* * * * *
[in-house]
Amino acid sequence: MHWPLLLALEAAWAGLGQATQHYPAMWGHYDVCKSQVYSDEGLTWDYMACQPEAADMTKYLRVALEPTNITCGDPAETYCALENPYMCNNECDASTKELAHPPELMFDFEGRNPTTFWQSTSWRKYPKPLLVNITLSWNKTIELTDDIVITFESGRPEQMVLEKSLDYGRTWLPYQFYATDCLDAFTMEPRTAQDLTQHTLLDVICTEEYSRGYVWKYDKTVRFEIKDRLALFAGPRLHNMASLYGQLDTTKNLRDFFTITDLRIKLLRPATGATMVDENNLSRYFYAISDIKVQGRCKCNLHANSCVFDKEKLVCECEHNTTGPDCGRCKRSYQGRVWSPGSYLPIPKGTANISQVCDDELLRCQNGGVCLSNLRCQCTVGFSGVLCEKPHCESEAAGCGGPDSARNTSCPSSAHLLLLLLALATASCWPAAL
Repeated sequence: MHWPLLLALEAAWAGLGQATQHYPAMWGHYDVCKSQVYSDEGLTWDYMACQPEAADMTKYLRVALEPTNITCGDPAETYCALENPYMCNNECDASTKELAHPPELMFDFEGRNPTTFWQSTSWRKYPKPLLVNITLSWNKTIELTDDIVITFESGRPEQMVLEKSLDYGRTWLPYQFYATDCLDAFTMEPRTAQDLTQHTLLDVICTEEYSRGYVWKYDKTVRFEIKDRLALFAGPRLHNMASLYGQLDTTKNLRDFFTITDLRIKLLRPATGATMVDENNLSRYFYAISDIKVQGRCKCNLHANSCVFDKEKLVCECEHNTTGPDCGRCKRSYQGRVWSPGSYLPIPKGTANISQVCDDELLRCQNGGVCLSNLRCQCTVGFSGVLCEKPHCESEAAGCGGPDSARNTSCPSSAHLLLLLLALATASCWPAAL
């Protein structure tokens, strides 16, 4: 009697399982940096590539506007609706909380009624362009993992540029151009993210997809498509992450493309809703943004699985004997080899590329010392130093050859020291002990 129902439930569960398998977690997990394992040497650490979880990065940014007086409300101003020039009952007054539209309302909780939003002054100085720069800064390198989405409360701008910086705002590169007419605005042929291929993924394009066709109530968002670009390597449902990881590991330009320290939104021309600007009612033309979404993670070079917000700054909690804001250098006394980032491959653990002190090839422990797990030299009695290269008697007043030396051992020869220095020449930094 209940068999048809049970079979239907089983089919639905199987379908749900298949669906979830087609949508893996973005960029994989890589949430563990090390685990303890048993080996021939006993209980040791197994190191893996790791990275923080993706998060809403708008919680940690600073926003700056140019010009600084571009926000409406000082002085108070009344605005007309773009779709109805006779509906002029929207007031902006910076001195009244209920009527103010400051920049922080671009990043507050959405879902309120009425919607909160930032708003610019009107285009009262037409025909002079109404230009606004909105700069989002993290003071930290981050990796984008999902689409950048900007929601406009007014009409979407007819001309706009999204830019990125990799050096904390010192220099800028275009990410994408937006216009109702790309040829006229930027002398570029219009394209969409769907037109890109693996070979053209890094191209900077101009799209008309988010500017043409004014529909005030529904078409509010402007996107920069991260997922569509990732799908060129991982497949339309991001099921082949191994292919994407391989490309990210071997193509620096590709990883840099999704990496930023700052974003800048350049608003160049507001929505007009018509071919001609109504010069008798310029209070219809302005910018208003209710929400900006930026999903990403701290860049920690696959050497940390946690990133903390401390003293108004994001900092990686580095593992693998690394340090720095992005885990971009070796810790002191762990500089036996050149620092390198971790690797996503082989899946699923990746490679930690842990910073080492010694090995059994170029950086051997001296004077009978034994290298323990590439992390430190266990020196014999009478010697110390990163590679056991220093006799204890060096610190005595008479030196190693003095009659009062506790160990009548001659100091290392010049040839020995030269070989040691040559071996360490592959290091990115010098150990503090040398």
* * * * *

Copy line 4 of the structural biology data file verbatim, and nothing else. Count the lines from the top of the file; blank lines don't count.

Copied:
């Protein structure tokens, strides 16, 4: 009697399982940096590539506007609706909380009624362009993992540029151009993210997809498509992450493309809703943004699985004997080899590329010392130093050859020291002990 129902439930569960398998977690997990394992040497650490979880990065940014007086409300101003020039009952007054539209309302909780939003002054100085720069800064390198989405409360701008910086705002590169007419605005042929291929993924394009066709109530968002670009390597449902990881590991330009320290939104021309600007009612033309979404993670070079917000700054909690804001250098006394980032491959653990002190090839422990797990030299009695290269008697007043030396051992020869220095020449930094 209940068999048809049970079979239907089983089919639905199987379908749900298949669906979830087609949508893996973005960029994989890589949430563990090390685990303890048993080996021939006993209980040791197994190191893996790791990275923080993706998060809403708008919680940690600073926003700056140019010009600084571009926000409406000082002085108070009344605005007309773009779709109805006779509906002029929207007031902006910076001195009244209920009527103010400051920049922080671009990043507050959405879902309120009425919607909160930032708003610019009107285009009262037409025909002079109404230009606004909105700069989002993290003071930290981050990796984008999902689409950048900007929601406009007014009409979407007819001309706009999204830019990125990799050096904390010192220099800028275009990410994408937006216009109702790309040829006229930027002398570029219009394209969409769907037109890109693996070979053209890094191209900077101009799209008309988010500017043409004014529909005030529904078409509010402007996107920069991260997922569509990732799908060129991982497949339309991001099921082949191994292919994407391989490309990210071997193509620096590709990883840099999704990496930023700052974003800048350049608003160049507001929505007009018509071919001609109504010069008798310029209070219809302005910018208003209710929400900006930026999903990403701290860049920690696959050497940390946690990133903390401390003293108004994001900092990686580095593992693998690394340090720095992005885990971009070796810790002191762990500089036996050149620092390198971790690797996503082989899946699923990746490679930690842990910073080492010694090995059994170029950086051997001296004077009978034994290298323990590439992390430190266990020196014999009478010697110390990163590679056991220093006799204890060096610190005595008479030196190693003095009659009062506790160990009548001659100091290392010049040839020995030269070989040691040559071996360490592959290091990115010098150990503090040398």